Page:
Mr. Junkersfeld files this companion dispatch to go along with his latest film:
Nabeguy wrote early this year – “These photos were taken in November 1961 by my father, who, along with other like-minded neighbors, was in opposition to the proposed zoning variance that would allow for construction of the Cadman Towers. He wanted to illustrate the variety and depth of the 19th-century architectural heritage that was at stake. In one of his last-ditch efforts to forestall the wrecking ball, he lobbied to have the building on Cranberry St. in which Walt Whitman set the type for “Leaves of Grass” designated a National Landmark. Obviously, his attempts were in vain, but we do now have the Whitman Townhouses, and these photos, as reminders of what was lost.”
This short subject film was created in response to 11 super photographs taken by nabeguy’s prescient father in 1961. It was the efforts of like-minded individuals who successfully won the designation of landmark status in 1965 for Brooklyn Heights preserving the area’s historical and architectural significance.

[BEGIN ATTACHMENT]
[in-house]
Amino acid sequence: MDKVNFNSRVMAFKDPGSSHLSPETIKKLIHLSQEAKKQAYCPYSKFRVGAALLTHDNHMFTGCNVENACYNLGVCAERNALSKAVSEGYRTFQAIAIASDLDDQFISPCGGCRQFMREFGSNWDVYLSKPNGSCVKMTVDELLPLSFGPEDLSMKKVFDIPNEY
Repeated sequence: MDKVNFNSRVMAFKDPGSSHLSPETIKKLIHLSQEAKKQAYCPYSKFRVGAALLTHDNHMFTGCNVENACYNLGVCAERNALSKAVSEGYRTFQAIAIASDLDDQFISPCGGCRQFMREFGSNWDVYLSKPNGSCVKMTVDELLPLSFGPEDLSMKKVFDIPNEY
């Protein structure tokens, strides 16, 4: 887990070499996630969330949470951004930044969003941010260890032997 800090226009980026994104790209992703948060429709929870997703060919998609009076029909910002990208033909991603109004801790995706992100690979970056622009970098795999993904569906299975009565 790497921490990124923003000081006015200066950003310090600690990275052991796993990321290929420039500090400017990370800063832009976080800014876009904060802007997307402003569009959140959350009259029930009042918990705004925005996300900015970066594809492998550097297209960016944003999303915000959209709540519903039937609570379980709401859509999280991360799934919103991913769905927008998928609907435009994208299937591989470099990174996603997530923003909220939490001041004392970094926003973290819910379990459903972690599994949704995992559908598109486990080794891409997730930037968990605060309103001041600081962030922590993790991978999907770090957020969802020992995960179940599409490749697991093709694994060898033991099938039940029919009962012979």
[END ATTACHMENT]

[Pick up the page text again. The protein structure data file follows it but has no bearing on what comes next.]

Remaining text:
These pictures were my first glimpse of what was then Fulton Street and later became Cadman Plaza West. Cadman Plaza’s incongruence with the rest of landmarked Brooklyn Heights always intrigued me.
This short film is about other Cadman Plazas around the North Heights that some may not know about. An example is the demolition at Poplar and Willow, among other sites, some of which are depicted in this short film.